Well, they are at it again. Our education leaders are creating another teacher evaluation plan.
For years, our leaders have praised every new teacher training and evaluation program as the latest and greatest. Yet, we continue to rate near the bottom of state education systems. Why is that? It seems obvious things are not good. Don’t our leaders know that for many decades, study after study has shown, without question, the most important factor in student learning is the teacher’s subject matter knowledge? Makes sense, doesn’t it? How can anyone teach a subject well if they haven’t mastered the subject?
Teachers must pass a subject matter test when first certified right out of college. But, even though a teacher’s classroom teaching skills are evaluated every year, a teacher never has to take a subject knowledge test after that initial certification test. We have science teachers who haven’t had their subject knowledge tested in 20 years. Do you think science has changed in 20 years? Do you think some teachers have fewer subject skills now than when they graduated from college? Even math has changed in 20 years. Obviously, our leaders don’t think this is a problem. If you have an employee with no increase in job knowledge after 10, 20 or 30 years, would you continue to employ that person? Maybe you would if the job never changed. But, most occupations change constantly. We have to keep up, certainly in education.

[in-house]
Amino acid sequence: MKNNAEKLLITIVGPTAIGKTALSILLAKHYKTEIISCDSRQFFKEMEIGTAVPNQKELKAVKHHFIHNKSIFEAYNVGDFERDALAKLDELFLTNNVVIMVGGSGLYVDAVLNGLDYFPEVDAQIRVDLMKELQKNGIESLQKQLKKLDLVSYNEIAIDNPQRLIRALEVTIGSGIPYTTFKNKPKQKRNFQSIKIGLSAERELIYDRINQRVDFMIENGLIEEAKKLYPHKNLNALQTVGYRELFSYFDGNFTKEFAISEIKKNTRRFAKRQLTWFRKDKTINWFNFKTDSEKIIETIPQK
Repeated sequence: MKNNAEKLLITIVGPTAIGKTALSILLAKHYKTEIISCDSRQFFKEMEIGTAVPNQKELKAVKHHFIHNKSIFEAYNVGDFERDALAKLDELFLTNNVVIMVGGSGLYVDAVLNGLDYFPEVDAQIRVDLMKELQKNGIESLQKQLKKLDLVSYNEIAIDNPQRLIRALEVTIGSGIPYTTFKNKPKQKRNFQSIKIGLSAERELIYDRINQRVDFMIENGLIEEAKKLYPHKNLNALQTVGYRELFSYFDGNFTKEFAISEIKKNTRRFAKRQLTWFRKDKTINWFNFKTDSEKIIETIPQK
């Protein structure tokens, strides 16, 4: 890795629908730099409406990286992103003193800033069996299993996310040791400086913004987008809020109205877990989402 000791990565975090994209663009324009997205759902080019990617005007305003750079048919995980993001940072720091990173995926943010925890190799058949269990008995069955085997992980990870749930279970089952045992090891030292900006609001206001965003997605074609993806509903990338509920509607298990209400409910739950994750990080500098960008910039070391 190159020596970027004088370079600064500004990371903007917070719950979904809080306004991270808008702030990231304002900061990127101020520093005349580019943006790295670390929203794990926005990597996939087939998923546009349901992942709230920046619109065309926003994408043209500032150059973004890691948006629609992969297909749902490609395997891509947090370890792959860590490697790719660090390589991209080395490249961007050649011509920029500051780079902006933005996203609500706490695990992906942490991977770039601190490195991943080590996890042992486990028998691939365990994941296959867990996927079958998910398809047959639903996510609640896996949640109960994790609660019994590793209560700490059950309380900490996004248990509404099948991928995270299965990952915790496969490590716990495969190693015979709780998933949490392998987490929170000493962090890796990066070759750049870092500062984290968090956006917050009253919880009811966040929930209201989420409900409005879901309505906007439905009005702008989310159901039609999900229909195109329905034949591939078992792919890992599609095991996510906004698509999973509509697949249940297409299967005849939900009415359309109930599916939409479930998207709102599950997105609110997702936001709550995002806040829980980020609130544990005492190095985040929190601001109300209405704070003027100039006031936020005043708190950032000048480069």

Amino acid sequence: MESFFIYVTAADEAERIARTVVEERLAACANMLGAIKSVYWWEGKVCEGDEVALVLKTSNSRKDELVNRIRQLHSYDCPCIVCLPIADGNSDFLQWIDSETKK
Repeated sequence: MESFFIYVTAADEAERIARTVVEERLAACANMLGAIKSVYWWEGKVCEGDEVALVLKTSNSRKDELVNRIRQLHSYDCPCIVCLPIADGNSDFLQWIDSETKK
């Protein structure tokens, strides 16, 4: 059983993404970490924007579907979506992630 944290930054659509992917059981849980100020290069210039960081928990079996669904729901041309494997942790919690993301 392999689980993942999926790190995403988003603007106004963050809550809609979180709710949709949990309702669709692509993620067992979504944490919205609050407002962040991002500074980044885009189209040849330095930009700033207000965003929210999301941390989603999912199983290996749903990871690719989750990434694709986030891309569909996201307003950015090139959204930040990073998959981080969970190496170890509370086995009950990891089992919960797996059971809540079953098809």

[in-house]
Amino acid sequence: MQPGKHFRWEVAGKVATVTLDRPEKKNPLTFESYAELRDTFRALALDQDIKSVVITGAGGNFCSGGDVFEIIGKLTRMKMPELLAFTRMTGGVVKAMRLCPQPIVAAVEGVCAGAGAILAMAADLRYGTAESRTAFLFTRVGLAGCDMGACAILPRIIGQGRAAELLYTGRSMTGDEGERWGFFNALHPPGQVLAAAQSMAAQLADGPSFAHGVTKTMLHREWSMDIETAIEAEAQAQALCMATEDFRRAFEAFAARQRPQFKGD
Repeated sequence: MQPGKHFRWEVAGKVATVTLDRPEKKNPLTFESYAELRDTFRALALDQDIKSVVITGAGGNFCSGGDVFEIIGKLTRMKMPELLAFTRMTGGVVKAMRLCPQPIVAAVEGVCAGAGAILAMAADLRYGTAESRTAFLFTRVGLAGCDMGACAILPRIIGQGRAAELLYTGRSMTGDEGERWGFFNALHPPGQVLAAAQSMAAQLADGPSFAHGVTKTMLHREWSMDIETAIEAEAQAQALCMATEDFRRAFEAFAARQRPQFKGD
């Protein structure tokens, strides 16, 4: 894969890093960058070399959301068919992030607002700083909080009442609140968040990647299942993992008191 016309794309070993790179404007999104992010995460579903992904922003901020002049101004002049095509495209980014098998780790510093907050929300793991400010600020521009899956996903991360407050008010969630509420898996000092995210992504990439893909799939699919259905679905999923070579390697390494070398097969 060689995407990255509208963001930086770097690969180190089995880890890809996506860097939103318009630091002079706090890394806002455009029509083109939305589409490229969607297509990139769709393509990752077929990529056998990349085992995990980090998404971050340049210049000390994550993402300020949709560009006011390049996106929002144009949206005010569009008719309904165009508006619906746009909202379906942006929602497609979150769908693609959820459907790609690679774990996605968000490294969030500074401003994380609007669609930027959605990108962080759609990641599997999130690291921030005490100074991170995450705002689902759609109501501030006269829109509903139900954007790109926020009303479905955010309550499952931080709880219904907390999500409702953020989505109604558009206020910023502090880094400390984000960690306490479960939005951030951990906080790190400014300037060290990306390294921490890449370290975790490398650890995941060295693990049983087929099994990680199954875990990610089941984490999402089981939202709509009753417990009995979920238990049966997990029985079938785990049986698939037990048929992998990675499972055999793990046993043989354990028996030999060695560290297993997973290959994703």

The quality of every education system is determined by the quality of its teachers, not high-tech teaching devices, not beautiful facilities, and not the latest “innovative” programs. You can put a good teacher in a tent and quality education will take place, because a good teacher is compelled to provide good education, no matter what. (Remember T buildings?) For too long, we have suffered the reasoning that our education system is near the bottom, because our teachers need more classroom teaching skills, and we don’t spend enough money on “stuff.”
Currently, teacher “in-service” training mainly addresses creating lesson plans and classroom presentations. But, before we implement new teaching skills training, why don’t we first create programs that ensure every teacher is proficient in their teaching subject, not just competent at their students’ level. After all, an educator should never stop studying their teaching subject. Then, we can provide teaching skills training and buy more “stuff.”
A subject-knowledge test should be part of every teacher evaluation plan. Why not the same subject certification test currently required of every new education graduate?
public schoolteacher, retired